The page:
Joe Glavina: You mentioned a tapered approach, Chris. So why isn’t that the answer? So, you could have a clause which says ‘restriction X’ applies for the first 6 months, during the probationary period, then another is triggered automatically after another 6 months and so on. Could that work?”
Chris Evans: “You certainly could do it that way and it’s one option to try and get around the Quilter decision, get around the criticism that was levied in the judgement. My concern with that is what impact does that have on existing contracts that you have with your staff, for example, that don't have that tapering and don't have that staggering? Does it make it easier for an employee in the future to identify well actually know you've changed your restrictive covenants now and as a consequence of that, you know, you have recognised that something is wrong with the drafting in your old covenants and it could create a situation where employers are having to think well am I going to have to update all my covenants on all my contracts in order to ensure that they are enforceable going forward, which would be a huge administrative task. Equally, the tapering process may not work. You may have a situation where you do have a huge amount of confidential information which is given to an employee on day one and it is that information which could be used very successfully by an employee, if they move firms, for example., and what you wouldn't want to have is a situation of employees going into firms, having very short restrictions in the first few months, and using that purely just to gain that information then moving on either back to their previous firm or to a different firm. So, effectively going in, taking the information, recognising they've got a very short restriction, and then moving on using that information. It creates a huge problem for employers and I think the underlying message here is that when setting your time restrictions you do need to ensure from the start that you've given proper thought as to why it is reasonable and why it is necessary and provided you've done that, it will give you the best possible argument to say, well, actually, no, these restrictions are legitimate for the following reasons and it was actually a criticism in the Quilter decision that that analysis hadn't properly been done.”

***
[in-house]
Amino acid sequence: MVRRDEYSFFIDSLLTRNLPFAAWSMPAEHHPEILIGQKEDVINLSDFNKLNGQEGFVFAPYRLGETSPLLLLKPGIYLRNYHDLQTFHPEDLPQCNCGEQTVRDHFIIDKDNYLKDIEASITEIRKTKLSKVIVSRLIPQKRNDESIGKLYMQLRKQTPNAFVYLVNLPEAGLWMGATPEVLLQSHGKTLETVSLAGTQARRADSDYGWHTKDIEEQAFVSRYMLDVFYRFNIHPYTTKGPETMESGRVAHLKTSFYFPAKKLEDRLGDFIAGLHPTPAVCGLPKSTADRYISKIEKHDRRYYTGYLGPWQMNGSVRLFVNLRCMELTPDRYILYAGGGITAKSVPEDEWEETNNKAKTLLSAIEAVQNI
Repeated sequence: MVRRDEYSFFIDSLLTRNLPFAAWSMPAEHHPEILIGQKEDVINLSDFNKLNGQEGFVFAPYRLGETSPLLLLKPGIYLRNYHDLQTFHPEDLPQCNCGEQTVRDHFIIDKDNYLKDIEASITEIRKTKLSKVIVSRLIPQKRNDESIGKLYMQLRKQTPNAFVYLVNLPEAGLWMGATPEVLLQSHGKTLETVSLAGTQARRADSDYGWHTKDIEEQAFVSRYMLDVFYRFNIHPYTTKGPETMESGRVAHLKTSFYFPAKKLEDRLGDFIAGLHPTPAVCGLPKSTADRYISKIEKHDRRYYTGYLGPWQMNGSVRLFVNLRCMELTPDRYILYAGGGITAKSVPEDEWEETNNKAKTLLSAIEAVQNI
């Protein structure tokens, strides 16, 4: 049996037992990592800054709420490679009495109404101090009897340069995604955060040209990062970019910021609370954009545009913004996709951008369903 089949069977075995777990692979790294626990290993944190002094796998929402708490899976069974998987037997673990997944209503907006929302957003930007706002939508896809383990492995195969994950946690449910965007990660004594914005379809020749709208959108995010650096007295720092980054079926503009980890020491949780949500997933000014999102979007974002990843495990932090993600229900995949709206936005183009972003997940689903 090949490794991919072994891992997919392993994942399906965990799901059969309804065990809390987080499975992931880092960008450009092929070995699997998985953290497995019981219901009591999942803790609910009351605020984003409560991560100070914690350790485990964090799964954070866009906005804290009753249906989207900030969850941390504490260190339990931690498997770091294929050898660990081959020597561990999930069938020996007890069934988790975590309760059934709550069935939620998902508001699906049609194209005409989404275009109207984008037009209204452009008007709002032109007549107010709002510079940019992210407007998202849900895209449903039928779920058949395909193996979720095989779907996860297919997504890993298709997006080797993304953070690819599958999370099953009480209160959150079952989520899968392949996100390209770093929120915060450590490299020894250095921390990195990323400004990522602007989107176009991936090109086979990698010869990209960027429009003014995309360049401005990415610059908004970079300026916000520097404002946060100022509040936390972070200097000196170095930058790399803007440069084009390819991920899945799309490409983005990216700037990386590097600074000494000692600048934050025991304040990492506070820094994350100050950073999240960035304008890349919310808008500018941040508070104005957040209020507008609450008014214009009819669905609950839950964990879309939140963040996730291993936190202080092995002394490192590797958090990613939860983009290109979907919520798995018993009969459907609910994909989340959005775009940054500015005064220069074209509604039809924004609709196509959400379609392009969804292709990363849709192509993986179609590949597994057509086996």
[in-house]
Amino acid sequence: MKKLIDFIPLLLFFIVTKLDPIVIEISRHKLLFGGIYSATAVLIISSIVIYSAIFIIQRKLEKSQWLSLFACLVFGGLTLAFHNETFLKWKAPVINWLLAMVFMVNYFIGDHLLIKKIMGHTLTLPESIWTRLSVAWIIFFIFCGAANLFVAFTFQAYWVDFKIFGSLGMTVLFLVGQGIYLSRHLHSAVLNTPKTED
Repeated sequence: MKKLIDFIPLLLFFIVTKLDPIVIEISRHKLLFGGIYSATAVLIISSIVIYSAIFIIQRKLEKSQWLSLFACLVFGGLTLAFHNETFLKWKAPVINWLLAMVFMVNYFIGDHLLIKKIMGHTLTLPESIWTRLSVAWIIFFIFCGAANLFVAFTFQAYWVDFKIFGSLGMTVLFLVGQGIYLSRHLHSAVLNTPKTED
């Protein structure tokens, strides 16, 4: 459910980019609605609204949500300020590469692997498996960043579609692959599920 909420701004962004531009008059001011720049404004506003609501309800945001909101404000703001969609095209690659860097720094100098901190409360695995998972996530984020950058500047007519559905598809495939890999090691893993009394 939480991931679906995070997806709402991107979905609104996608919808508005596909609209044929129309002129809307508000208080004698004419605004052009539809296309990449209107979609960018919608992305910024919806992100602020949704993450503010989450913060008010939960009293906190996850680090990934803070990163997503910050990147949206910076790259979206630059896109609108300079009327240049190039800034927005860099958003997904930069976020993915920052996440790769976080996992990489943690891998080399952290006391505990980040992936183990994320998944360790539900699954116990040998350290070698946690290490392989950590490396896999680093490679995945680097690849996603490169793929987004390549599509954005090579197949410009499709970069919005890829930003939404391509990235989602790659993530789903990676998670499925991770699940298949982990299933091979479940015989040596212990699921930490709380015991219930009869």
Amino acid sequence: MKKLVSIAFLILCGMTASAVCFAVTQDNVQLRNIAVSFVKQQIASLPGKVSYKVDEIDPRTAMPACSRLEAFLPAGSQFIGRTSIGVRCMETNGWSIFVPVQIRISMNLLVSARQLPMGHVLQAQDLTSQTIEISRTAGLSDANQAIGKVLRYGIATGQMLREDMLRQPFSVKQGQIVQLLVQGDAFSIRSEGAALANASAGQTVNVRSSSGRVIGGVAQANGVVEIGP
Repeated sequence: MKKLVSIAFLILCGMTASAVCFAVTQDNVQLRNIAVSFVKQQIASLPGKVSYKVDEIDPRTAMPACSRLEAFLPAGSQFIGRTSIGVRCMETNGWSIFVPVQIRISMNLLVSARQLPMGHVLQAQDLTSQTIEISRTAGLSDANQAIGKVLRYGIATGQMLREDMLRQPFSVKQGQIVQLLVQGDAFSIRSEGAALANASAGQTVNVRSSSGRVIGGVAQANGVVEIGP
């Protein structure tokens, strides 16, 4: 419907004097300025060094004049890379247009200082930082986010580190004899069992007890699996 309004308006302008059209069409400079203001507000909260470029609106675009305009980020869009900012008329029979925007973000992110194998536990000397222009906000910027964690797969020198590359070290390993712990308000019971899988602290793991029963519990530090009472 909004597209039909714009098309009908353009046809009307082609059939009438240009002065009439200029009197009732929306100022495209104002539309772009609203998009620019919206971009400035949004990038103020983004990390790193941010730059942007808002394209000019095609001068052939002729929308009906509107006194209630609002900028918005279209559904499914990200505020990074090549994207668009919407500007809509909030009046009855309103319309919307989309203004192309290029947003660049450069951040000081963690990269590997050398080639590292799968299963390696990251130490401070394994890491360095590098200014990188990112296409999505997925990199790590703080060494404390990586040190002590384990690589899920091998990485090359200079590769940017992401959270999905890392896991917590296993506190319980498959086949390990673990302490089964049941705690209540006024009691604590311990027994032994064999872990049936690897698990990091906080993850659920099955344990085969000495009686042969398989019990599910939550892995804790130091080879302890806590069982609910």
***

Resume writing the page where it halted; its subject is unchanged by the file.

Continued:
Joe Glavina: “So perhaps the message for HR here is, at the very least, make sure contracts get reviewed when people get promoted, especially to senior positions?”
Chris Evans: “Absolutely, and if you do have staff who are promoted, or there are salary review processes, or bonus rounds, and actually you think well, we need to update our covenants, they haven't been looked at in a while, then they act as the perfect trigger point to thinking well let's just do that, let's revisit what restrictions our staff are under and consider actually for an individual who's been with the organisation say, 10 years, is it appropriate that actually we increase their restrictions, or widen them, or narrow them even, depending on what their their role is at the given time? The benefit of that is you'll have updated drafting, it will take into account case law which has developed over the last few years, and will give you the best possible opportunity to argue, if push comes to shove, that they are enforceable and, in the worst case scenario, that you need to apply for an injunction.”
That case of Quilter is a High Court decision and represents the latest view from the courts on the reasonableness of non-compete clauses. Of course, the other side of this coin is what parliament might have to say about it and possible changes to the legislation You will be aware, no doubt, the government ran a consultation on this recently - ‘Measures to reform post-termination non-compete clauses in contracts of employment’. That closed on 26 February and we are waiting for the government’s response. We’ve put a link to that, and to the High Court’s Quilter judgement, in the transcript of this programme.
- Link to case report: Quilter Private Client Advisers Limited v Falconer (High Court)
- Link to government consultation: ‘Measures to reform post-termination non-compete clauses in contracts of employment’